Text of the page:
Farm to Table

A variety of clams can be found on the Oregon Coast, including razor clams and bay clam varieties such as butter, littleneck, cockles and gaper clams.

Clams Are for Digging

Just below the surface, the Oregon Coast is teeming with various clam types written by Julie Lee Don’t mind getting a little sandy, muddy and wet? Clamming might be for you! Anyone can dig for clams, and little equipment is needed: a clam shovel, a clam gun, a bucket and some patience. A shellfish license is required as well. The best clamming on the Oregon Coast is done during low tides, and it’s recommended to check with Oregon Health Authority’s website to ensure clam harvesting is open; they follow strict guidelines and constantly survey for potential biotoxins. Razor clams are a foodie’s delight and prized by clam diggers for their size and sweet-tasting meat. Clatsop County is bountiful with this seafood delicacy, with 95 percent of all razor clams deriving from a tight eighteen-mile stretch of beach. Bay clams, a broad grouping that encompasses everything that isn’t a razor clam,…

Lyf Gildersleeve, president of Flying Fish Company in Portland, takes his son, Miles, and the family to Oregon lakes for old-fashioned angling.

Trout Fishing in Oregon

One man’s journey from child angler to fishmonger businessman and sustainable seafood advocate written by Julie Lee Trout is Oregon’s most popular fish to catch and eat, with several trout species, both indigenous and adopted decades ago, to pursue. The most common is rainbow trout, which is widely stocked and distributed throughout the state. Redband trout are native to Central Oregon and historically found throughout waters connected to the Deschutes River. Paulina Lake, also in Central Oregon, boasts the state record trophy brown trout, weighing in at more than 28 pounds. Trout is generally found in cool streams and lakes, making Oregon a hot spot for this culinary delicacy. Historically, trout was a favorite of Europeans who noted catching it on Russia’s Kamchatka Peninsula in 1792, but rainbow trout is native only to North America’s lakes and rivers and a favorite of anglers. Lyf Gildersleeve, president of Flying Fish Company…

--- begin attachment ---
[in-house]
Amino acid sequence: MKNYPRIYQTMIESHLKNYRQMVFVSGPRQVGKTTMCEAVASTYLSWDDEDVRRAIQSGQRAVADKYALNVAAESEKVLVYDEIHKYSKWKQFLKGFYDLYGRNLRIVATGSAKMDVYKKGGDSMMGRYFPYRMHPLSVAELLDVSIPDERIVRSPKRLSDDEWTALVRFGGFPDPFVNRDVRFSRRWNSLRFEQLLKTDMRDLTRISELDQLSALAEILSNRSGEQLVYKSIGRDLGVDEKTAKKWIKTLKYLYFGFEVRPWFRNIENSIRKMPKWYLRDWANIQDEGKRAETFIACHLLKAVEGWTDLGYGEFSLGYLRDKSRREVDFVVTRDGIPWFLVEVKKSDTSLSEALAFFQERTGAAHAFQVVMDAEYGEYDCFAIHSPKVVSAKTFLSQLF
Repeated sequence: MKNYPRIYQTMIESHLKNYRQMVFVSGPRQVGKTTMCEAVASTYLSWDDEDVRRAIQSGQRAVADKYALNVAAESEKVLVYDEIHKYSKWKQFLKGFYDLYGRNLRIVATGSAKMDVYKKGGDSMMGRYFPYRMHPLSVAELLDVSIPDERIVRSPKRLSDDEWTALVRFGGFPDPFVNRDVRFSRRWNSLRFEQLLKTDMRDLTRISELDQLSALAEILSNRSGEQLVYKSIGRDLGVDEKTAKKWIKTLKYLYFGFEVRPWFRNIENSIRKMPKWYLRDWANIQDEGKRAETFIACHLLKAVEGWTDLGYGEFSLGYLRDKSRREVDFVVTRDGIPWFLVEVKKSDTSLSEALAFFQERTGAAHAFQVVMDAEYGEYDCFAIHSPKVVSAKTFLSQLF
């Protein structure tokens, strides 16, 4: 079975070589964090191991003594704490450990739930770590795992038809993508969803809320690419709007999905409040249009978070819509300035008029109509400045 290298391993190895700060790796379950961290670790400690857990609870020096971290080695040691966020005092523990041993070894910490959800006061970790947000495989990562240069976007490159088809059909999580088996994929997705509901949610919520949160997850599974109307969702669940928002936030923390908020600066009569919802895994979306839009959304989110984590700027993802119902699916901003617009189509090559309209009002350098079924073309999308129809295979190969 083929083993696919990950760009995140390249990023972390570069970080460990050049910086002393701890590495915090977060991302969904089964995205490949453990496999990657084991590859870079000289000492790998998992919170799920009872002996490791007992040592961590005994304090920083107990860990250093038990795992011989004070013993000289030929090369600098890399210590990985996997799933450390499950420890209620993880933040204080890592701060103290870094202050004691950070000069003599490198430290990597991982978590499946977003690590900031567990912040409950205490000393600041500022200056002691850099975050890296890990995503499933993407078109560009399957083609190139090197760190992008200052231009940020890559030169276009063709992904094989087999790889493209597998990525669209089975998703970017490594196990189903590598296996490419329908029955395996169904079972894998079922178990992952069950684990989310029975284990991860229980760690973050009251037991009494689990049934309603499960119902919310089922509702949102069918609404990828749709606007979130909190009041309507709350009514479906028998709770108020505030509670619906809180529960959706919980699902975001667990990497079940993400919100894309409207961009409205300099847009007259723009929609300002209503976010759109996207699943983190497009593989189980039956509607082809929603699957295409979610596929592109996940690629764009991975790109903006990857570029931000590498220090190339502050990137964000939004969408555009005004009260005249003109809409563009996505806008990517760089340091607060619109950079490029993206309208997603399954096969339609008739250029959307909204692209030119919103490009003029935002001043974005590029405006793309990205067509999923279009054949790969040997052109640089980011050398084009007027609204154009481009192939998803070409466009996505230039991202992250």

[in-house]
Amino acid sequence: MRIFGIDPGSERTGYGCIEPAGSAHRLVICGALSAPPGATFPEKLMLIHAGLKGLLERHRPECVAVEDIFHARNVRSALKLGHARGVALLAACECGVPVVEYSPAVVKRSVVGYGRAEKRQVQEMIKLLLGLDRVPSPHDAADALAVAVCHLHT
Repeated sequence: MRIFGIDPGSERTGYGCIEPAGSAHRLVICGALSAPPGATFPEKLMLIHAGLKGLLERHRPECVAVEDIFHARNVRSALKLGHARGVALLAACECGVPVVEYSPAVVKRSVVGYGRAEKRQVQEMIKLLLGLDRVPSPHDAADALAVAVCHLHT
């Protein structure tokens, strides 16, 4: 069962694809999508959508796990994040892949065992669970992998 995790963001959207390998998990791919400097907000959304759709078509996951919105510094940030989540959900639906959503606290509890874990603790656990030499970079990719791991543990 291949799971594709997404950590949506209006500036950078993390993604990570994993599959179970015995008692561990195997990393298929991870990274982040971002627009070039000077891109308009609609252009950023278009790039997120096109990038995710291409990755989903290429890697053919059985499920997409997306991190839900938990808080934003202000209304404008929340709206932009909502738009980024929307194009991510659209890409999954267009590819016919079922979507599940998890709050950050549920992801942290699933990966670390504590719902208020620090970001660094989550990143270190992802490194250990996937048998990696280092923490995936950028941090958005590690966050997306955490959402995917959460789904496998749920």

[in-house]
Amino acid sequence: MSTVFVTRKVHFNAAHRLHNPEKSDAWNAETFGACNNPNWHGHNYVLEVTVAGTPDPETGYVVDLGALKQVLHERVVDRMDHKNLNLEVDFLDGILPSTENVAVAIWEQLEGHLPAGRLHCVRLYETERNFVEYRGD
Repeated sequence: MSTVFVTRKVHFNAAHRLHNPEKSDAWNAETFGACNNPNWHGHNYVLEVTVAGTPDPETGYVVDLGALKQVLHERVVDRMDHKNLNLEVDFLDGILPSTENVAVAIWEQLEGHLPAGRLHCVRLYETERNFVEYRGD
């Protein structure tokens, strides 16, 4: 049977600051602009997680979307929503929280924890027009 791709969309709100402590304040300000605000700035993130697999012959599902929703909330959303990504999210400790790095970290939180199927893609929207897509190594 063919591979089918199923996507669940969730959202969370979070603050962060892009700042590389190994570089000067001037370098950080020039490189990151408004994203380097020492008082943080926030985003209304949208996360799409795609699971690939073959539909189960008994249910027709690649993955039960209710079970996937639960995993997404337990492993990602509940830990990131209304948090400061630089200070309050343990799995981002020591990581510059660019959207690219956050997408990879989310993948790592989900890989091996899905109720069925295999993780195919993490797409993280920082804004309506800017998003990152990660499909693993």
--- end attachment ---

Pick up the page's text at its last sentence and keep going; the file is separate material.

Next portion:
Tacos with fresh rockfish, plentiful year-round, offer a winter getaway for the palate.

A Rockfish by Any Other Name

written by Thor Ericksonphotography by Tambi Lane Order rockfish at a restaurant in New York, and you’ll likely get a striped bass. Place the same order in California, and you could end up with a vermilion rockfish. Here in Oregon, rockfish can be anything from quillback, pygmy, shortbelly, longspine, yellow-eye, to widow, canary, chilipepper, thornyhead and the old standby—red snapper. Oregon sport and commercial fishermen regularly catch more than twenty-five species of rockfish. Many of these rockfish have similar characteristics and are difficult to tell apart. According to the Food and Drug Administration, a single fish species can go by multiple names from the time it’s caught until the time it ends up on your plate, and many kinds of fish can legally be sold under a single name. The good news is that all these species of Oregon rockfish taste relatively the same. The flesh is versatile and can…

After a stretch at sea fishing for rockfish, the trawler Ms. Julie arrives at port, where its catch is unloaded.

Rock On: The Oregon Rockfish

Rockfish rebound in Oregon’s waters, and one man’s catch is another one’s delight written by Sophia McDonaldphotography by Jon Christopher Meyers In 2000, the waters off the Oregon coast had been so severely overfished that it was declared a federal disaster zone. Scientists with the National Marine Fisheries Service predicted that even if drastic action was taken, commercial fishing would not rebound in the area until at least 2030. It turned out they were sorely mistaken. In 2011, trawl fisherman catching rockfish and other species landed 3.5 million pounds of their scaly, slippery prey. In 2018, they netted 25.3 million pounds. In 2019, the number was closer to 25 million, according to Yelena Nowak, director of the Oregon Trawl Commission. Rex Leach of Coos Bay, who has been a commercial fisherman since 1978, was on the Oregon Trawl Commission when regulations to restore the fishery were enacted. He and many…

Whit Peters walks between cranberry bogs at Peters’ Cranberries in Sixes.

The Tart-Sweet Oregon Cranberry—Bogged Down